Work-related Attributes

Box 1 Generations in India: Critical Influences Birth Year Alternative Names Socio Political Influences 1945-65 Pre-Liberalization, Resurgence of India from colonial Mid Night Children, Raj, Growth of educational Baby Boomers institutions, Saw wars and famine. Era of Nehru and Shastri, Joint Families 1966-1976 Early Liberalization, Indo- Pak war, Emergency in 1970, Social Revolution and formation of Janta party. generation, No Operation Harit Kranti, Milk Vacancy Generation, Flood, etc Silent Generation 1977-1988 Rapid Growth, Assassination of Indira Gandhi, EMI Generation, Sikh Genocide, First Non Congress Gen X party coming to power, Mandal Commission, Bofors Scam, Rajiv Gandhi becoming prime minister. Nuclear Families; Hum do Hamare Do 1987-2001 Plateaued Growth, Rajiv Gandhi assassination, Babri Millennial, Gen Y Masjid riots and Bomb blast, Godhra Incidences, India shining campaign, Standard of living enhanced, India winning 20-20 world cup. Double Income Single Kid Birth Year Economic Influences Technological Influences 1945-65 Closed economy, Public Development based on sector dominance, Growth borrowed technology from rate of 3% international partners. Excessive spending on heavy industries 1966-1976 Hindu Rate of Growth, Closed Nascent stage of economy, License Raj, heavy technological development. spending on social programs Advent of telephones 1977-1988 India at the brink of being Advent of Television, bankrupt. Slow economic beginning of IT revolution development. in India 1987-2001 Economic liberalization, Technology as a privatizations of public differentiator between haves sector organizations and and have not's. Advent of opening up of Indian Markets Internet, Mobiles, Smart for MNC's heightened growth phones. rate at 8% Substantial research evidence suggests that generational diversity has an impact on every aspect of the workplace one of them being their approaches to work, or work-related attributes (Kapoor & Solomon, 2011; Gursoy, et al., 2013). Researchers suggest that these characteristics affect employees' expectations related to their work (Dencker, Joshi, & Martocchio, 2008) and shape employee interactions (Gursoy, et al., 2013). Macon & Artley (2009) suggest that these differences influence vital areas such as teamwork, communication, and training, due to which it is imperative for managers to have a clear understanding of the complex nature of generational influences. Furthermore, a major cause of concern for managers is that these differences could lead to intra-generational conflicts in the workplace (Gursoy, et al., 2013). This highlights the need to examine these differences closely, to enable managers and employers to consider them during planning and implementation of company policies. Different studies have highlighted different characteristics of generations. We examine here the current literature specifically focusing on three work-related attributes viz., teamwork preference, feedback preference and work place flexibility preference.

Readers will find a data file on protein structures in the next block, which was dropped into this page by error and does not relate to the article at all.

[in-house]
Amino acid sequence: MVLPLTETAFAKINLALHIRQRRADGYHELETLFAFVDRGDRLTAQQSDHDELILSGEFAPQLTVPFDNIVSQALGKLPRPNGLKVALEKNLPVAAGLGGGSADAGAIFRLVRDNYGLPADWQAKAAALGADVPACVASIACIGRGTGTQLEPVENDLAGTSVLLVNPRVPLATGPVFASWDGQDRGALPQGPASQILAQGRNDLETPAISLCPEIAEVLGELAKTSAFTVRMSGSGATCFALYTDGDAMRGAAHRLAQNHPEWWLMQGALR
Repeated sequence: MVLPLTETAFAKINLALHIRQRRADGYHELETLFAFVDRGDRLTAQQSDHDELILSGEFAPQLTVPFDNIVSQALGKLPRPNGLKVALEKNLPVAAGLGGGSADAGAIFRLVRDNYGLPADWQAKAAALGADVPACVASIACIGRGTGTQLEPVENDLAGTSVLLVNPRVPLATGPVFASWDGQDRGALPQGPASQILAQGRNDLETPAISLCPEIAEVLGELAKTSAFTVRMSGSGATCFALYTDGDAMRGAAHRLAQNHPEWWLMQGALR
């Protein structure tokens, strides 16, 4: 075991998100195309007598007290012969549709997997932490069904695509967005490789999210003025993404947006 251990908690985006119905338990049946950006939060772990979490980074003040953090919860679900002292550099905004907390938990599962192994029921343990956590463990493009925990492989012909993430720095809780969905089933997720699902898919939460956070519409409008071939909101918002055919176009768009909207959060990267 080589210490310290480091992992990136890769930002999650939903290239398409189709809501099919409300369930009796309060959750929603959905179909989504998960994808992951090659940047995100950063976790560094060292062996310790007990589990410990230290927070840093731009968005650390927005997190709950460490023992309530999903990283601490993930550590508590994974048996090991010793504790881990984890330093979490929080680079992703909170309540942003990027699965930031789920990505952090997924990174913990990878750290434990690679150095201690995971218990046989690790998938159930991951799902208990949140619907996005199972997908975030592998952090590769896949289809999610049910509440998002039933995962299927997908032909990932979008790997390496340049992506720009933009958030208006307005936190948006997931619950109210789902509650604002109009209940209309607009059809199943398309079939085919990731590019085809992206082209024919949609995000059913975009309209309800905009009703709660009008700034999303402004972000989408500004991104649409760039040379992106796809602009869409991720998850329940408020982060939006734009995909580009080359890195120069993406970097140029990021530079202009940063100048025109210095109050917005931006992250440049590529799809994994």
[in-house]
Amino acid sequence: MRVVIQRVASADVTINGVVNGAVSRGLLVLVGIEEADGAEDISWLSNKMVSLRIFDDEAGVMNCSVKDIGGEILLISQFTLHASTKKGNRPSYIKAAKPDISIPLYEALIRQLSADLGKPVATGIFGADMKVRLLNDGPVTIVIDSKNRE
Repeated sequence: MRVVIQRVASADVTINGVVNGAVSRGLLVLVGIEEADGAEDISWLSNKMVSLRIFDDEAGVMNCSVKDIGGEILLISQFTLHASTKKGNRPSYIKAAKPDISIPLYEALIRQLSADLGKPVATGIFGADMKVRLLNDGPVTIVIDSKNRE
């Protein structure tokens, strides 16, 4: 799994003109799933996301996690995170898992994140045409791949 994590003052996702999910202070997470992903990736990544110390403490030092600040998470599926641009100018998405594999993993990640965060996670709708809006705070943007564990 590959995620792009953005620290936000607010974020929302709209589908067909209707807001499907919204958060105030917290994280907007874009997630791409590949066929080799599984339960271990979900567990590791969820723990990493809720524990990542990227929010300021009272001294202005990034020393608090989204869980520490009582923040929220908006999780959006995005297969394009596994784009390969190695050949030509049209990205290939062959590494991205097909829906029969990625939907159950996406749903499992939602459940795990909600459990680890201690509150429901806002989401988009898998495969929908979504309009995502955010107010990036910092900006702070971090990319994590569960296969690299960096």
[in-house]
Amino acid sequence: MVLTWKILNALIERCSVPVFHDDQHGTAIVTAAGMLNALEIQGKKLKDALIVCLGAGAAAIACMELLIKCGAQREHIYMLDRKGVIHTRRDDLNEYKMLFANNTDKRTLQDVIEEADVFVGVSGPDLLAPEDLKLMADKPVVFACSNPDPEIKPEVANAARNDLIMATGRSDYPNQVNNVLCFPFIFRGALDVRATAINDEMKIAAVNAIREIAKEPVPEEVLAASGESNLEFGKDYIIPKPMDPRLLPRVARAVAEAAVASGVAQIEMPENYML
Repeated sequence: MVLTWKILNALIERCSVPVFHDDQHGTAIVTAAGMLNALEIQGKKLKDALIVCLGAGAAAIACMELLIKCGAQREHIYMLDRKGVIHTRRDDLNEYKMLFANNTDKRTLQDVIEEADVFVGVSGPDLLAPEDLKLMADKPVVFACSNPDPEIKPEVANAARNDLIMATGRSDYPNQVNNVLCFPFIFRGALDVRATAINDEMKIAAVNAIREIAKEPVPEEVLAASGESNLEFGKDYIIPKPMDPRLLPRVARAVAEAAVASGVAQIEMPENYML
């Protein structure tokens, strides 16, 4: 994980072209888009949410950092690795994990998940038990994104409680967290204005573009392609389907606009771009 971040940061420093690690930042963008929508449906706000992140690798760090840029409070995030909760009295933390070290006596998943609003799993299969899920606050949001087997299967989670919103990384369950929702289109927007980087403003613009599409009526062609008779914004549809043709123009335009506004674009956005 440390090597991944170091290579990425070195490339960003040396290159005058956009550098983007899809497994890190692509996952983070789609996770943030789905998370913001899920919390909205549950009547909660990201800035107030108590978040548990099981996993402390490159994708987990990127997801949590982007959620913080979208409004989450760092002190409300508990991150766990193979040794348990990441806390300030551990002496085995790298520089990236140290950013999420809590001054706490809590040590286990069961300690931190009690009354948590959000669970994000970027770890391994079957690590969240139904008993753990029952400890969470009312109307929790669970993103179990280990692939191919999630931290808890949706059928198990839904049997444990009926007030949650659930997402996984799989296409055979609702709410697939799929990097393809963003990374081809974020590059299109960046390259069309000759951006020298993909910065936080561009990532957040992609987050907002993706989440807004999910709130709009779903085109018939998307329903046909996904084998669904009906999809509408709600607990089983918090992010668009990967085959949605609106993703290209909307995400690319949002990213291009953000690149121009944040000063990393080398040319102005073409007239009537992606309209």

Teamwork Preference

Typically, teams consist of employees from different backgrounds and experiences, as well as age and work experience. These unique traits of individuals affect the way in which people work with one another (Macon & Artley, 2009). For instance, research has found that generation X and generation Y are more individualistic and independent as compared to Baby Boomers (Sirias, et al., 2007). Similarly, Patterson...